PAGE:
Ask any couple in a long-term relationship about their sex life and you're bound to hear something along the lines of, "It's not as hot as it used to be, but I guess it's still pretty good."

Waning sexual passion over time is the norm for every couple, says Pat Love, Ph.D., the author of "Hot Monogamy" and "The Truth About Love". But the change in desire is usually different for each person.

Desire discrepancy — when one partner has a greater sex drive than the other — is what emerges about 18 months into a relationship, when you're out of the infatuation stage, claims Love. This imbalance is why sex often goes from hot to cold in committed relationships.

Luckily, differences in sexual desire can be resolved and you can reenergize your sexual connection. The key is to appreciate and respond to "your partner's language of love," asserts Love, because "the way to get what you want is to give what your partner desires."

Communicate Your Desire

But first, you have to be able to talk about sex, and that's where couples often hit a brick wall, says Susan Townsend, director of the Relationship Enrichment center in Towson, Md.

Many of us have a hard time communicating about this difficult topic, so we say nothing or we say it in a negative way that closes off communication.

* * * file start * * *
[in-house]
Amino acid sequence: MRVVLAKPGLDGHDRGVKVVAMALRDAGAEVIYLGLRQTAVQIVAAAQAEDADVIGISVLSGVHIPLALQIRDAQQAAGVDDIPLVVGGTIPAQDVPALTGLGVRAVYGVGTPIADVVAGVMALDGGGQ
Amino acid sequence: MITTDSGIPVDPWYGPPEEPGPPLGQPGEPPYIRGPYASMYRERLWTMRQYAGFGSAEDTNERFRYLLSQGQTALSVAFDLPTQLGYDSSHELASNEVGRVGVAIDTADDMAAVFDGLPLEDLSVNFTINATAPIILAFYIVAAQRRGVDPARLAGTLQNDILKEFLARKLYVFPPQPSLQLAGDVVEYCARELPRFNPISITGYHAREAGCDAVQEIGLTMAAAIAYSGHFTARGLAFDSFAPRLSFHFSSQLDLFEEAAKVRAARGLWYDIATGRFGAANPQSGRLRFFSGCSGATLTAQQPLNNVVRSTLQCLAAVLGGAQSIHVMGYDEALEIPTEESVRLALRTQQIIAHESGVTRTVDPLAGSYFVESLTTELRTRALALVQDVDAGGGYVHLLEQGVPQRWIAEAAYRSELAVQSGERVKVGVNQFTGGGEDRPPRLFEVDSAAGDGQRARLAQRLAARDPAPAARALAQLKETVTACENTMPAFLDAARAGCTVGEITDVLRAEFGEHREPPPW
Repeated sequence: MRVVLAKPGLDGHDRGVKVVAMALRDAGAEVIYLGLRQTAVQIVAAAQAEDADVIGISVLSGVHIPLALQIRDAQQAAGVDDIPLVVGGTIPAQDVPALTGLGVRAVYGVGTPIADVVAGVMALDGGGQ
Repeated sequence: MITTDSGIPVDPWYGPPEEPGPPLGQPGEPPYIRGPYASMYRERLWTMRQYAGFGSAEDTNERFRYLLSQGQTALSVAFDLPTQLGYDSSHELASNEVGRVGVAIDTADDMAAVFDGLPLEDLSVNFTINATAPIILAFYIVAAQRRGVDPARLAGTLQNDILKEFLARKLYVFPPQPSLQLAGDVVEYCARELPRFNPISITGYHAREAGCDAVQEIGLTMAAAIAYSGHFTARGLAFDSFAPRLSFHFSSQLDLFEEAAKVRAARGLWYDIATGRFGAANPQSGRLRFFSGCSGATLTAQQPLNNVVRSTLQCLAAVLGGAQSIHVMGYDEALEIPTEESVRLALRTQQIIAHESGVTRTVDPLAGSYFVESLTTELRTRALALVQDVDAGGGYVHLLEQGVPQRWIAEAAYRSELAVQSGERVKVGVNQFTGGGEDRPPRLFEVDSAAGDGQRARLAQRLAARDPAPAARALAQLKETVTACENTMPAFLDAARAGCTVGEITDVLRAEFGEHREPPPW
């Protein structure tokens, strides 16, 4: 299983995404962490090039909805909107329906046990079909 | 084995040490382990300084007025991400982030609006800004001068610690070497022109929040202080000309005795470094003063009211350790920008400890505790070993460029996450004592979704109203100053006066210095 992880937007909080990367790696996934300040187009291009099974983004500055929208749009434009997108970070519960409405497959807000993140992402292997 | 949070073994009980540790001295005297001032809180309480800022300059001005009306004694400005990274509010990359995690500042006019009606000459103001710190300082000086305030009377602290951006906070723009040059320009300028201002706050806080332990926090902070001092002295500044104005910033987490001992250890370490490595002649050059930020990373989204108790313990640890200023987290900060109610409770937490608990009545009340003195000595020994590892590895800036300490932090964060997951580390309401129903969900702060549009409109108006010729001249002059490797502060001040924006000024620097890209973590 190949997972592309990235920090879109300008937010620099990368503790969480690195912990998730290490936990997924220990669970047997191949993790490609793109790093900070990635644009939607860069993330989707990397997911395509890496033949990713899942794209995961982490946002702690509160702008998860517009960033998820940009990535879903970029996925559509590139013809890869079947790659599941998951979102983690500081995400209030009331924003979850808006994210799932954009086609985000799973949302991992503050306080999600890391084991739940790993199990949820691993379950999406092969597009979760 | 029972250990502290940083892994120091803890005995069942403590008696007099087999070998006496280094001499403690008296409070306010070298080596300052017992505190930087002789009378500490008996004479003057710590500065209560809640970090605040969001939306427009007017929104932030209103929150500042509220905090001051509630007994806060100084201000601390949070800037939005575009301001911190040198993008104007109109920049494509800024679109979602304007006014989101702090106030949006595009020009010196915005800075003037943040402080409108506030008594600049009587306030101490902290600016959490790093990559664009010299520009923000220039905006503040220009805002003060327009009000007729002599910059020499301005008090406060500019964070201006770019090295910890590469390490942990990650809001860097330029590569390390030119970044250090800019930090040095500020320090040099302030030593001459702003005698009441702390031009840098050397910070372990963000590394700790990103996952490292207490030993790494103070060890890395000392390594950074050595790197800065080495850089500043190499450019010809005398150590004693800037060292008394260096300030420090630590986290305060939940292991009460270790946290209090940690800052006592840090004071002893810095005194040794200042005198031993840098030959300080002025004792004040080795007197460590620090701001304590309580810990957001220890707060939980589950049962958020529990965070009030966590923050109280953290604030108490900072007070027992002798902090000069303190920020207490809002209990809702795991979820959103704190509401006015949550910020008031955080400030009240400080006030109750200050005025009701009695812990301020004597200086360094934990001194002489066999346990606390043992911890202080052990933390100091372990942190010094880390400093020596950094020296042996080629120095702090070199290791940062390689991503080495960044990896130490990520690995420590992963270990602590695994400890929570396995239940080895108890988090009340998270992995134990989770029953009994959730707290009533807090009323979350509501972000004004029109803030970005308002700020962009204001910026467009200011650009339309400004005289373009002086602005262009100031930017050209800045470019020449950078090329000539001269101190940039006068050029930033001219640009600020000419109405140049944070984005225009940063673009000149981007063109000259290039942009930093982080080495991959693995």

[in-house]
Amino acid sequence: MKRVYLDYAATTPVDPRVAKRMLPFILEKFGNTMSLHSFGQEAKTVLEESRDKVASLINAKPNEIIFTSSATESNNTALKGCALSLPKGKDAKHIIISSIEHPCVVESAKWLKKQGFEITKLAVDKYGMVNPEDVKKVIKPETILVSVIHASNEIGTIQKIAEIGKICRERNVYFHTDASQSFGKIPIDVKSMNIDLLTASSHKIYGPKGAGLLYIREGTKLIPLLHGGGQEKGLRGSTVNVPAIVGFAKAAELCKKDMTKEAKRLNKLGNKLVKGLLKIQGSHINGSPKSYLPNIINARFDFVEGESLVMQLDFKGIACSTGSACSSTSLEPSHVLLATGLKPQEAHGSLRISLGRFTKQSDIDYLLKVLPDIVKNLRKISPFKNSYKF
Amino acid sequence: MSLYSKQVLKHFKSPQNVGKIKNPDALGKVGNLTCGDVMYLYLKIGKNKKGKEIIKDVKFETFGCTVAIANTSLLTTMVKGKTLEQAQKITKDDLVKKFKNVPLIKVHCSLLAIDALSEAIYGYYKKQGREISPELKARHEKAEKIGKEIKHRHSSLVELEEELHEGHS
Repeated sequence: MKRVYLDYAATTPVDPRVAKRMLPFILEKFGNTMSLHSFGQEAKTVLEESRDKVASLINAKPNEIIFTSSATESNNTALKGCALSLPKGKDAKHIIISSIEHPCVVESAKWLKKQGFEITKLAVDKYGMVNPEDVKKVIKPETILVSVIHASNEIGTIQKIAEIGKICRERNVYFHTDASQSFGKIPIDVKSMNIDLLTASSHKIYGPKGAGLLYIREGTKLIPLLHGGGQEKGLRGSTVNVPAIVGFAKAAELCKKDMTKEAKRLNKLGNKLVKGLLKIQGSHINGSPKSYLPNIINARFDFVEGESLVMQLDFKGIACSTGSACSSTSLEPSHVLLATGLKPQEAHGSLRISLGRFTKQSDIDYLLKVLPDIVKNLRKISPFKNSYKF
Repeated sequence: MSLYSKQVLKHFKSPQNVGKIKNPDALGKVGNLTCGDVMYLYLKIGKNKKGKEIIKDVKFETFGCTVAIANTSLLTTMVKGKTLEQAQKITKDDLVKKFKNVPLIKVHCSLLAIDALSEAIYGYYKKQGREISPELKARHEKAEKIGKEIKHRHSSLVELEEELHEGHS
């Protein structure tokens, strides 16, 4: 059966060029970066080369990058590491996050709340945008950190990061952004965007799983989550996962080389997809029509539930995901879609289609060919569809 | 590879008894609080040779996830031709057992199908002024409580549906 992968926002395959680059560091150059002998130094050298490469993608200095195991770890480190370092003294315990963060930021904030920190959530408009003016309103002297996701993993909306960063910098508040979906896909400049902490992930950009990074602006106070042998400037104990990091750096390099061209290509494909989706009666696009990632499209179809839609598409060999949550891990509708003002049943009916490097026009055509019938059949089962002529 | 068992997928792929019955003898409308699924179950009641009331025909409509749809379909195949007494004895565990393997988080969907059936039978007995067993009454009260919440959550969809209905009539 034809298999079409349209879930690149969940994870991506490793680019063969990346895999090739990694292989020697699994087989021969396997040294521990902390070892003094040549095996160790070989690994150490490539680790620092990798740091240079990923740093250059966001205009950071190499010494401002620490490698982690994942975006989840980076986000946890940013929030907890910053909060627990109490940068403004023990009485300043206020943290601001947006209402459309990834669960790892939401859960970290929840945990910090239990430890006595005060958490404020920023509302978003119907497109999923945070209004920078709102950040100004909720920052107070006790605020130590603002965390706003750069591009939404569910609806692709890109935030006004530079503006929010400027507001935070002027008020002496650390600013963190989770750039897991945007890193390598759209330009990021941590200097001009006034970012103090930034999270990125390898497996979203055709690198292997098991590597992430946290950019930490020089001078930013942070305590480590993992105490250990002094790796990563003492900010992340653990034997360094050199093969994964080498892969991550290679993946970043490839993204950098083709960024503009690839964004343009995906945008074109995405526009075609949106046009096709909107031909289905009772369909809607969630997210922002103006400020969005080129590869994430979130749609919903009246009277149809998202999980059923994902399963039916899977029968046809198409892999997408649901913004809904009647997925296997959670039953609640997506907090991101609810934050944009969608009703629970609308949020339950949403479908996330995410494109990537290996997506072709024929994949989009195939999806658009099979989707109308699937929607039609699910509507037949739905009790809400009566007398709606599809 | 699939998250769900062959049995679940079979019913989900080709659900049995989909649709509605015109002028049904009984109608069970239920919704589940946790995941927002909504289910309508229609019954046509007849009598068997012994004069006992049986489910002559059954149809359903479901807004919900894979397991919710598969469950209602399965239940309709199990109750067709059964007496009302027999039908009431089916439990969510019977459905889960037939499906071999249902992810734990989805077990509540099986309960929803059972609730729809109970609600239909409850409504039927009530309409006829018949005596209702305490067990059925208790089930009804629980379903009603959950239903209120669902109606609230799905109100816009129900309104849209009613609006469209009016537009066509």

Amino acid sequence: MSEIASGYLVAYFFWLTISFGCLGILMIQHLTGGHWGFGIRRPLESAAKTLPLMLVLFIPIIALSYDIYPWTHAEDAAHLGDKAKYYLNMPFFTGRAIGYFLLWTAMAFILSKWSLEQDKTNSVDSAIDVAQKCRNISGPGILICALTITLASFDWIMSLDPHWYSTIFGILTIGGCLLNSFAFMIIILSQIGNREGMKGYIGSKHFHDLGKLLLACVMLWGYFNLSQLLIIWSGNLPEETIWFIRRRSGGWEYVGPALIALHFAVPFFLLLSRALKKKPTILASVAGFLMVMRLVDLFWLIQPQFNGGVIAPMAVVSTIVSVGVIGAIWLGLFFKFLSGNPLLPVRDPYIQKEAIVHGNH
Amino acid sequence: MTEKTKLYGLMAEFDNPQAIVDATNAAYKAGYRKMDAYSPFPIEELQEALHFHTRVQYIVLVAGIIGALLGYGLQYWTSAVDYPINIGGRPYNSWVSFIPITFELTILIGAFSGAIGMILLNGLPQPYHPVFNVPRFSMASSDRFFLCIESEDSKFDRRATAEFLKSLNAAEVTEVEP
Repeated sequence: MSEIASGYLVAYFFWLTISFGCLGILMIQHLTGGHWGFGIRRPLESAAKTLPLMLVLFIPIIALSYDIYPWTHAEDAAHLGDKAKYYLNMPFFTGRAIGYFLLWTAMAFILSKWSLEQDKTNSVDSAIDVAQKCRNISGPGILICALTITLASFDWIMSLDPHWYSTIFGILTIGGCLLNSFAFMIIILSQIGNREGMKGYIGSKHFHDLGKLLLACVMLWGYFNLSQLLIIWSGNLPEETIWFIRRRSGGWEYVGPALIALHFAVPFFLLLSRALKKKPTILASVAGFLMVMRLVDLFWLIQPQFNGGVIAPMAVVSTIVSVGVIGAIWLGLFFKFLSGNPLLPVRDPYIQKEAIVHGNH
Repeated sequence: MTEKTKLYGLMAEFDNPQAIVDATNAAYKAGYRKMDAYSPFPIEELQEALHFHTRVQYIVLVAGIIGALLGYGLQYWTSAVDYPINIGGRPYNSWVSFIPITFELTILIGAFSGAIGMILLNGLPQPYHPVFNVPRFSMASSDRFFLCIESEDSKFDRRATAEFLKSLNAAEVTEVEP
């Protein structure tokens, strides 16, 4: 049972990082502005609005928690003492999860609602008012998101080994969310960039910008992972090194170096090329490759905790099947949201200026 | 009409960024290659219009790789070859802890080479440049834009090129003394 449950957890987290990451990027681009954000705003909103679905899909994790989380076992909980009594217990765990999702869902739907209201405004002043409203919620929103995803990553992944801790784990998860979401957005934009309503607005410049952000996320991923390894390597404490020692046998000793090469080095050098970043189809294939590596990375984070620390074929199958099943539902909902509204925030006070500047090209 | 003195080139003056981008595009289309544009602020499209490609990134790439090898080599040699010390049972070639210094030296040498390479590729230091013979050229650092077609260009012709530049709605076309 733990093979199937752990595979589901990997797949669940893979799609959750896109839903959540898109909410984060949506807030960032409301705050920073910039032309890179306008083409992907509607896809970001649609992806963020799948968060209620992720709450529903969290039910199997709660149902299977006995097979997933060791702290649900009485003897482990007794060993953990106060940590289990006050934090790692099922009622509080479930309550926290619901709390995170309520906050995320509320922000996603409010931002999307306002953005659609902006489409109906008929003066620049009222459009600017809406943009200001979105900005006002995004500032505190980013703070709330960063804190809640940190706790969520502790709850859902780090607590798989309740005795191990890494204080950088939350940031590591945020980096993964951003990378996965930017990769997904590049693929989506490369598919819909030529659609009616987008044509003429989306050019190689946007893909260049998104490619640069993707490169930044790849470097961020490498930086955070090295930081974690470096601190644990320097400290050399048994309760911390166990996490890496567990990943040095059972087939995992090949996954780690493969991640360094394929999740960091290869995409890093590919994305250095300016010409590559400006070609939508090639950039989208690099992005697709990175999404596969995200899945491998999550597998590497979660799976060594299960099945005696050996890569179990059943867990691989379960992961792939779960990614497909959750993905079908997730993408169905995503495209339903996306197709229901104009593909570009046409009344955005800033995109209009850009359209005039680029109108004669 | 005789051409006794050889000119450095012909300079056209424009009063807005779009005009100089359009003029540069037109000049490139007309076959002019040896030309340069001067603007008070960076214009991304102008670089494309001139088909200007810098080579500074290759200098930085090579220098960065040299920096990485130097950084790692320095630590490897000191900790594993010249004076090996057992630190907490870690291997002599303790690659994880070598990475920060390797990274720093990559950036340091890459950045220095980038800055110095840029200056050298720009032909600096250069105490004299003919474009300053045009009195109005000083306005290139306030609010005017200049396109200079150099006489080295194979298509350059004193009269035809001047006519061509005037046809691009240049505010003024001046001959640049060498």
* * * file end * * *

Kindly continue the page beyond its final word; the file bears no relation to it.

Townsend offers this example: Perhaps what you truly desire is more kissing during foreplay, so you say, "You know, you never really kiss me enough." That is not a desire; it's a criticism. The wording of desire might be, "I've been thinking. Instead of jumping into sex it would be really nice to spend more time kissing first."

The technique is to identify the desire behind every criticism and express it using the language of "rather than" and "instead of," says Townsend, who leads Hot Monogamy sexual workshops. "You wouldn't believe the leap in sexual communication when people start saying, 'Instead of doing..., I'd rather you do...'" she reports.

After you state your sexual desire in a positive way, your partner validates what you've said by repeating it — without editing. You make corrections until he/she gets it right. Then you thank your partner for hearing you and ask if she/he is willing to change to meet your desire. Your partner may reply with a "yes" or "no" or agree if certain conditions are met.

Using this communication technique, also known as "mirroring," may not always result in what you want, but you'll have a much better chance of getting your desires met if you learn to transform your criticisms into requests and pay attention to receiving from, and giving to, your partner.

Furthermore, this style of sharing creates a deeper level of emotional intimacy, which often leads to greater sexual passion.